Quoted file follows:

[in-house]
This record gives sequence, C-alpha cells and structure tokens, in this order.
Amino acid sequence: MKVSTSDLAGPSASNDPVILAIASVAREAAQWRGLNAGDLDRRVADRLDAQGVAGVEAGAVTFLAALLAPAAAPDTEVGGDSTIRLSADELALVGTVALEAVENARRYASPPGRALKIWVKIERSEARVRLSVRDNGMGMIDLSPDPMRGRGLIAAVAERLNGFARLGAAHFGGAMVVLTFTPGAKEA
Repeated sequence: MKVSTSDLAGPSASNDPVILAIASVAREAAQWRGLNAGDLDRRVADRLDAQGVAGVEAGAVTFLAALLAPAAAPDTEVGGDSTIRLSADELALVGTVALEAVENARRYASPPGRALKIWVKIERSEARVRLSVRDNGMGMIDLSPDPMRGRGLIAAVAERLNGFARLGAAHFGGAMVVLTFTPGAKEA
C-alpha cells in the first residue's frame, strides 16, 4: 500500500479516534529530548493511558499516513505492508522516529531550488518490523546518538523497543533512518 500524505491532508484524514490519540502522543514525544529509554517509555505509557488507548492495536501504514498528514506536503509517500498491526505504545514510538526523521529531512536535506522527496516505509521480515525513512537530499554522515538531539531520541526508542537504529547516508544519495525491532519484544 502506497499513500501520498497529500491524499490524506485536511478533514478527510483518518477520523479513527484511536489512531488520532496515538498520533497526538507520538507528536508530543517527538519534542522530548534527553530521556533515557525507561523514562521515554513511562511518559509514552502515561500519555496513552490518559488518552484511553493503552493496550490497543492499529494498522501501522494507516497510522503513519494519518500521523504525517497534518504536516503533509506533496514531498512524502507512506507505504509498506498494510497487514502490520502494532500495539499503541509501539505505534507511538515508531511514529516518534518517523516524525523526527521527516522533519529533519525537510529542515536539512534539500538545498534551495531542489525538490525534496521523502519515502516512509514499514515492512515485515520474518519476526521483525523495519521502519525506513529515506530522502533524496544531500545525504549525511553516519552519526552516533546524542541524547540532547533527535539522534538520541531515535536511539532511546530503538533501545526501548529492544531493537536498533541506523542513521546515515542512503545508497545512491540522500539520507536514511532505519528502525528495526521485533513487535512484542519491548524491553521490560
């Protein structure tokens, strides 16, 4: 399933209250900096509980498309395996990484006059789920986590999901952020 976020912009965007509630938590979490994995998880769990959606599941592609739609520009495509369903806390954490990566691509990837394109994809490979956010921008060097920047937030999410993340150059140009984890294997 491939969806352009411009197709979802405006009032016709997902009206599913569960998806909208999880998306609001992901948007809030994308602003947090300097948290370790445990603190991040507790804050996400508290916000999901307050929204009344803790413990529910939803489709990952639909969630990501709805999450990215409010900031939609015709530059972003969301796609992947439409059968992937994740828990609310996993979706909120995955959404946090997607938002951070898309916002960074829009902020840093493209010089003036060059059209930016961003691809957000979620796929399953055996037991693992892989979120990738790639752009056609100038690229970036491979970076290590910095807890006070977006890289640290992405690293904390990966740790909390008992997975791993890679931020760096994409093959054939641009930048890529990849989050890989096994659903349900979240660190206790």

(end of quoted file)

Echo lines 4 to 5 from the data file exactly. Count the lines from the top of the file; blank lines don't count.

Repeated sequence: MKVSTSDLAGPSASNDPVILAIASVAREAAQWRGLNAGDLDRRVADRLDAQGVAGVEAGAVTFLAALLAPAAAPDTEVGGDSTIRLSADELALVGTVALEAVENARRYASPPGRALKIWVKIERSEARVRLSVRDNGMGMIDLSPDPMRGRGLIAAVAERLNGFARLGAAHFGGAMVVLTFTPGAKEA
C-alpha cells in the first residue's frame, strides 16, 4: 500500500479516534529530548493511558499516513505492508522516529531550488518490523546518538523497543533512518 500524505491532508484524514490519540502522543514525544529509554517509555505509557488507548492495536501504514498528514506536503509517500498491526505504545514510538526523521529531512536535506522527496516505509521480515525513512537530499554522515538531539531520541526508542537504529547516508544519495525491532519484544 502506497499513500501520498497529500491524499490524506485536511478533514478527510483518518477520523479513527484511536489512531488520532496515538498520533497526538507520538507528536508530543517527538519534542522530548534527553530521556533515557525507561523514562521515554513511562511518559509514552502515561500519555496513552490518559488518552484511553493503552493496550490497543492499529494498522501501522494507516497510522503513519494519518500521523504525517497534518504536516503533509506533496514531498512524502507512506507505504509498506498494510497487514502490520502494532500495539499503541509501539505505534507511538515508531511514529516518534518517523516524525523526527521527516522533519529533519525537510529542515536539512534539500538545498534551495531542489525538490525534496521523502519515502516512509514499514515492512515485515520474518519476526521483525523495519521502519525506513529515506530522502533524496544531500545525504549525511553516519552519526552516533546524542541524547540532547533527535539522534538520541531515535536511539532511546530503538533501545526501548529492544531493537536498533541506523542513521546515515542512503545508497545512491540522500539520507536514511532505519528502525528495526521485533513487535512484542519491548524491553521490560